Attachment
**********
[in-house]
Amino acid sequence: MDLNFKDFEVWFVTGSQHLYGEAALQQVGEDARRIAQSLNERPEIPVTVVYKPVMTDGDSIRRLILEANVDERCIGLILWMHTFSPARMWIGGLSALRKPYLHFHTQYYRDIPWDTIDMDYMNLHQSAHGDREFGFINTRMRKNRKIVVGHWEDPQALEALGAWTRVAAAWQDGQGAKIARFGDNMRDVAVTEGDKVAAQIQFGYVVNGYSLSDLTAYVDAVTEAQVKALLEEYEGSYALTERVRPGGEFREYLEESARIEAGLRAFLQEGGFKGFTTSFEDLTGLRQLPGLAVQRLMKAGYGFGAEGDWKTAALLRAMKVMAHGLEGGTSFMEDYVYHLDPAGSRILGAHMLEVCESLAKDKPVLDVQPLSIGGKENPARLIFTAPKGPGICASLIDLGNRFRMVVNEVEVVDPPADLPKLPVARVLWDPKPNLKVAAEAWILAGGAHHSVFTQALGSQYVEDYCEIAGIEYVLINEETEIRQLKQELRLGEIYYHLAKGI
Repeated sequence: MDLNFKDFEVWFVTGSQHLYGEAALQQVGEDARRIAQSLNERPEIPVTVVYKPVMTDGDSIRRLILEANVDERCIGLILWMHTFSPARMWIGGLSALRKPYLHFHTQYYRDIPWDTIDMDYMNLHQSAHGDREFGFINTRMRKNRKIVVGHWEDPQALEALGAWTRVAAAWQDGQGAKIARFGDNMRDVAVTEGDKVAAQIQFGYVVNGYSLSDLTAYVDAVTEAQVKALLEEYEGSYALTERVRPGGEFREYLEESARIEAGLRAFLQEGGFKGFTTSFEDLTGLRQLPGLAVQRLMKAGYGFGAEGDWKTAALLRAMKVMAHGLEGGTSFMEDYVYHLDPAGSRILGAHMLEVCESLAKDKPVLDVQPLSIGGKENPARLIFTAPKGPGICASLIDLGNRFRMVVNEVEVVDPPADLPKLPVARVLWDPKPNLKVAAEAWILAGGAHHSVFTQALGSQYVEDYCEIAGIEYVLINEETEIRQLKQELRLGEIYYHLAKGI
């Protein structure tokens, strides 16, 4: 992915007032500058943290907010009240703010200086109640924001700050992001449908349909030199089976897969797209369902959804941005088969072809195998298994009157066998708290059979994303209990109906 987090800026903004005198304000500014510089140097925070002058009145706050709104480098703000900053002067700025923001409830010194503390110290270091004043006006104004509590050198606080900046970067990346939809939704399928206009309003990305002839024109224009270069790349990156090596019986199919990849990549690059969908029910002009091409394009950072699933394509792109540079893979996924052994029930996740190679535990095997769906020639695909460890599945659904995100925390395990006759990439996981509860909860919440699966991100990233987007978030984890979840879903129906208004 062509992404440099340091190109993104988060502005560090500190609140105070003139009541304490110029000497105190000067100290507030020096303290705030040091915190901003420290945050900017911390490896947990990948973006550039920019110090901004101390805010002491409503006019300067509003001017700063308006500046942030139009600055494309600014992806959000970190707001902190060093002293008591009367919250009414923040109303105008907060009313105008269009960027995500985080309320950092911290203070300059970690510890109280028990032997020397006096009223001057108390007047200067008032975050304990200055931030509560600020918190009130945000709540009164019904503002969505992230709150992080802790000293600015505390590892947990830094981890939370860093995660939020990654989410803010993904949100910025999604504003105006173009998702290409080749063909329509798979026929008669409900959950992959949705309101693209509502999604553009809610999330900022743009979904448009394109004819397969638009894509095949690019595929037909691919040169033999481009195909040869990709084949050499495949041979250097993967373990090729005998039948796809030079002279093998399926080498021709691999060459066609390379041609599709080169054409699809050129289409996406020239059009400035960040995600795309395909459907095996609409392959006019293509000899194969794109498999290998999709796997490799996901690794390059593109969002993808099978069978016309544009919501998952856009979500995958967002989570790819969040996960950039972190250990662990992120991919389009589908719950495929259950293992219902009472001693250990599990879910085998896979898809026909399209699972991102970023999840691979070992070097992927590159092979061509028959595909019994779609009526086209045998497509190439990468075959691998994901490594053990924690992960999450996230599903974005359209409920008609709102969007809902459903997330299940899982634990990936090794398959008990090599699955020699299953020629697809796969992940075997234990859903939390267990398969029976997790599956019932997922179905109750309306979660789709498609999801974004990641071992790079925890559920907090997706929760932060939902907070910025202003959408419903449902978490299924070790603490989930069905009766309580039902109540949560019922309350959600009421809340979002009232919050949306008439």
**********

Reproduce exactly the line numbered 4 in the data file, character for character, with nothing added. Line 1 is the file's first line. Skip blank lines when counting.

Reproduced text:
């Protein structure tokens, strides 16, 4: 992915007032500058943290907010009240703010200086109640924001700050992001449908349909030199089976897969797209369902959804941005088969072809195998298994009157066998708290059979994303209990109906 987090800026903004005198304000500014510089140097925070002058009145706050709104480098703000900053002067700025923001409830010194503390110290270091004043006006104004509590050198606080900046970067990346939809939704399928206009309003990305002839024109224009270069790349990156090596019986199919990849990549690059969908029910002009091409394009950072699933394509792109540079893979996924052994029930996740190679535990095997769906020639695909460890599945659904995100925390395990006759990439996981509860909860919440699966991100990233987007978030984890979840879903129906208004 062509992404440099340091190109993104988060502005560090500190609140105070003139009541304490110029000497105190000067100290507030020096303290705030040091915190901003420290945050900017911390490896947990990948973006550039920019110090901004101390805010002491409503006019300067509003001017700063308006500046942030139009600055494309600014992806959000970190707001902190060093002293008591009367919250009414923040109303105008907060009313105008269009960027995500985080309320950092911290203070300059970690510890109280028990032997020397006096009223001057108390007047200067008032975050304990200055931030509560600020918190009130945000709540009164019904503002969505992230709150992080802790000293600015505390590892947990830094981890939370860093995660939020990654989410803010993904949100910025999604504003105006173009998702290409080749063909329509798979026929008669409900959950992959949705309101693209509502999604553009809610999330900022743009979904448009394109004819397969638009894509095949690019595929037909691919040169033999481009195909040869990709084949050499495949041979250097993967373990090729005998039948796809030079002279093998399926080498021709691999060459066609390379041609599709080169054409699809050129289409996406020239059009400035960040995600795309395909459907095996609409392959006019293509000899194969794109498999290998999709796997490799996901690794390059593109969002993808099978069978016309544009919501998952856009979500995958967002989570790819969040996960950039972190250990662990992120991919389009589908719950495929259950293992219902009472001693250990599990879910085998896979898809026909399209699972991102970023999840691979070992070097992927590159092979061509028959595909019994779609009526086209045998497509190439990468075959691998994901490594053990924690992960999450996230599903974005359209409920008609709102969007809902459903997330299940899982634990990936090794398959008990090599699955020699299953020629697809796969992940075997234990859903939390267990398969029976997790599956019932997922179905109750309306979660789709498609999801974004990641071992790079925890559920907090997706929760932060939902907070910025202003959408419903449902978490299924070790603490989930069905009766309580039902109540949560019922309350959600009421809340979002009232919050949306008439």